Before a vote on the matter takes place the following week, a vicar has stated that the Church of England should stop charging for weddings.
According to the Reverend Tom Woolford, who will present a resolution to the church’s parliament on Tuesday, charging couples hundreds of pounds is a “major contributor to the decline in church weddings.”
Ahead to the General Synod vote, the vicar of New Longton in Lancashire, close to Preston, compared marriage payments to a “poll tax.”
Church of England fees for 2023 state that those who get married in their home parish must pay a maximum of £539, or £641 if they get married somewhere else.
A motion to eliminate or at least scale back the costs imposed to couples who wish to get married in church will be put to the Synod’s vote for approval next week.
Given that marriage is viewed in the church as a gift from God, Mr. Woolford asserted that it “should be a free gift.”
To the PA news agency, he stated: “With cost of living, the cost of a wedding can be phenomenally expensive. So we just want to make it really easy for people, financially make it easy, for them to get married in church.
“We believe it’s (marriage is) a gift of God, and we even say that in our literature – we say marriage is a gift of God in creation.
“Well, if it’s a gift, why are we charging for it? It should be a free gift.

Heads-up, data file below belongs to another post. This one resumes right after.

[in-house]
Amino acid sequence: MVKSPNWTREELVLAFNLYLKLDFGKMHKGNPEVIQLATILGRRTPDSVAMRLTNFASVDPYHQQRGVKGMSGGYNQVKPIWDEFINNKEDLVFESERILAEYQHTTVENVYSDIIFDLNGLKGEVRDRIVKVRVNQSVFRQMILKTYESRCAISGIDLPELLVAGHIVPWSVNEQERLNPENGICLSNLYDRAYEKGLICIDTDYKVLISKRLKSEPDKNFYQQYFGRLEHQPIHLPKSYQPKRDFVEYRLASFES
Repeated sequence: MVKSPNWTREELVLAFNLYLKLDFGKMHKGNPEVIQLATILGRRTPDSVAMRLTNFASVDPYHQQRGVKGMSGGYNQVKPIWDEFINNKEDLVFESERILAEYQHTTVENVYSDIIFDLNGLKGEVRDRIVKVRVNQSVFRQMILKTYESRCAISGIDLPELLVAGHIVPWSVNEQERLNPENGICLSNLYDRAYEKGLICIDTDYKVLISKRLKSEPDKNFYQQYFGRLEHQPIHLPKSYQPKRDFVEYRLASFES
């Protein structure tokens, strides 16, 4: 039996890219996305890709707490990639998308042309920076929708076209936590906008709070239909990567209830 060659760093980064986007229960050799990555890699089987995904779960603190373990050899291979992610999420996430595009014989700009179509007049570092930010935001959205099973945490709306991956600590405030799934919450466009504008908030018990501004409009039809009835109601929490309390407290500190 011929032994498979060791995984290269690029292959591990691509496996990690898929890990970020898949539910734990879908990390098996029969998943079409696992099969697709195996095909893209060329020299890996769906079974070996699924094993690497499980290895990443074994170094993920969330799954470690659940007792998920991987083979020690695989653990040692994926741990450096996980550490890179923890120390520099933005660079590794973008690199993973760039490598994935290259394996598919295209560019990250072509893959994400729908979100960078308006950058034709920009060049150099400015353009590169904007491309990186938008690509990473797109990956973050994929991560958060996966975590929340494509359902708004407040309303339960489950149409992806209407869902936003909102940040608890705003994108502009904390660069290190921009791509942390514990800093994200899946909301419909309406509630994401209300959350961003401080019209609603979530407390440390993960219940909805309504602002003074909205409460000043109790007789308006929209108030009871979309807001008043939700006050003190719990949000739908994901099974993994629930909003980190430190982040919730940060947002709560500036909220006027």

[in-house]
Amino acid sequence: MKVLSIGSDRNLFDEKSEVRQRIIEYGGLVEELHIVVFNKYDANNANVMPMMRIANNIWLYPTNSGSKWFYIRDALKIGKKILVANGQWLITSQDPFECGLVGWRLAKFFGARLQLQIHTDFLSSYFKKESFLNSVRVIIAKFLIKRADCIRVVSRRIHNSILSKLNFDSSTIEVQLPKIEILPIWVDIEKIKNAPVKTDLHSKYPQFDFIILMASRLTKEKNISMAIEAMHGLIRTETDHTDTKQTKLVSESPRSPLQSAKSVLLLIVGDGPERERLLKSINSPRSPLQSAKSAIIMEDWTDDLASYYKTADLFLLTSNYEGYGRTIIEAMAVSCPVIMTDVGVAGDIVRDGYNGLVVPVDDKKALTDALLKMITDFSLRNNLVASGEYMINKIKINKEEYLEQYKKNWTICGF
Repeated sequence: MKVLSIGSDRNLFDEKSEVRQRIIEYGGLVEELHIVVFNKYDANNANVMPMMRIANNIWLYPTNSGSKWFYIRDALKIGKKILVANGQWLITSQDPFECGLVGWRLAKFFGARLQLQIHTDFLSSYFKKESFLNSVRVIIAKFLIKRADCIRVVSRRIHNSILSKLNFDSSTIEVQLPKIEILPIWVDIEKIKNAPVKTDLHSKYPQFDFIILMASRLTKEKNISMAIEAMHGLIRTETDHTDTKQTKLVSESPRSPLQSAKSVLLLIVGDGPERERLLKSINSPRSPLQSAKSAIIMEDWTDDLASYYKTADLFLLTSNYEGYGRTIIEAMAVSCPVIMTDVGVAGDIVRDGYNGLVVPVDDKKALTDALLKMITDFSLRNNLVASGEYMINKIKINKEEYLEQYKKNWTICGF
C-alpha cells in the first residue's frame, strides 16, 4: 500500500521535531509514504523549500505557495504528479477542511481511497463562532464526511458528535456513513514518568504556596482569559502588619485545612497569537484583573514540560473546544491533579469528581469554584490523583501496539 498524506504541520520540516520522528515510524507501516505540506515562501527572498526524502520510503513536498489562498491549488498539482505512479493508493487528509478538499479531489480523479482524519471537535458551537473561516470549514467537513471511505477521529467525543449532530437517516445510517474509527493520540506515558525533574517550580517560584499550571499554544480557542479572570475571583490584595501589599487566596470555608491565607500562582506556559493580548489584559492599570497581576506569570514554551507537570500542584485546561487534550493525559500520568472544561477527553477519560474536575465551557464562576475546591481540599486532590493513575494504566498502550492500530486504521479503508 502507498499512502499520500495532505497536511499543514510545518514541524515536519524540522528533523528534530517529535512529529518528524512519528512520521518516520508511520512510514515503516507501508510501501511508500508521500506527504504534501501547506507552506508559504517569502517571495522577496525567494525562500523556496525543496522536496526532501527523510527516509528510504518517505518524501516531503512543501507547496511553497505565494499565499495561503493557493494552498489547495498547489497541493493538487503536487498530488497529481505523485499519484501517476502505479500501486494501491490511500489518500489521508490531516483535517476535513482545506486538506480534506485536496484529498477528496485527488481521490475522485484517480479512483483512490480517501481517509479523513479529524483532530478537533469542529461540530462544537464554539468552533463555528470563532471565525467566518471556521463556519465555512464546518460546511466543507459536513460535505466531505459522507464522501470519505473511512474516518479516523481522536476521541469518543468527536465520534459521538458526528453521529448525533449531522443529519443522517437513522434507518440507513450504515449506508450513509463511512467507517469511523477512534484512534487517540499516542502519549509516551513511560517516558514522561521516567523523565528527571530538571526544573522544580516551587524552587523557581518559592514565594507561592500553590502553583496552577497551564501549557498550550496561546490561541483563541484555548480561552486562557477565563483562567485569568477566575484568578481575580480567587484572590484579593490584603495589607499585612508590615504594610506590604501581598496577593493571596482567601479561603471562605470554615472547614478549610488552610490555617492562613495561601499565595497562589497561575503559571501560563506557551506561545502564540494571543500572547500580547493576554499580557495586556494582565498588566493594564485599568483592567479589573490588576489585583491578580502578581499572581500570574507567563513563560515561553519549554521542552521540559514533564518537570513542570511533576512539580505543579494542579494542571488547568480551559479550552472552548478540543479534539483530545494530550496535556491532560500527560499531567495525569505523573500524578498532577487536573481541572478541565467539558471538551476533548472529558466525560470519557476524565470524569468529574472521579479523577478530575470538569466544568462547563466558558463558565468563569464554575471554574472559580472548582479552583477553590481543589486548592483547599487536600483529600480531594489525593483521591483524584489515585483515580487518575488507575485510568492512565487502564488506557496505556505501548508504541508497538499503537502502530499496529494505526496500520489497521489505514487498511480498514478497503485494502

“We should be wanting couples to get married in church, because it’s the right thing to do, because it’s good for them, good for society, good for the church, good for their children.
“So just encouraging it in every way, including this financial way, I guess seems the appropriate thing to do.”
He stated that he thinks bishops won’t vote to completely abolish fees out of concern for church revenue, adding that he thinks “they’d be wrong to do so.”
He said: “I think the chances of it just passing and weddings becoming free straight away is basically nil. General Synod is very risk-averse and the bishops will vote against it because they’re worried about loss of income for the churches and therefore having to find that money from somewhere else.
“I think that’s a short-sighted way to look at it because I think that, if the wedding is free, most couples will make a donation anyway. So you can’t just say ‘We’ll just lose all of the money’.
“I also think we’ll get lots more weddings if it’s free. And with more weddings, even if a donation is less than the fee, I think financially we’ll not be too far off.”
While he acknowledged that society is now more secular, he said baptisms – which are free – have not seen the same decline as church weddings, indicating “some correlation with the fees going up and up, and the number of church weddings going down and down”.
He said: “It’s not going to get to the same level as the 1950s, of course not, but I think that our fee structure is a major contributor to the decline in church weddings.”
As a starting step, Mr. Woolford said he would be pleased for a regional experiment to be permitted, in which weddings in a specific diocese are free for a while to see whether it may make a difference.
If we feel it’s (marriage is) sacramental, then to charge for it doesn’t sit well, the man continued, adding that he is making the motion “on social justice grounds, on believing in marriage grounds.”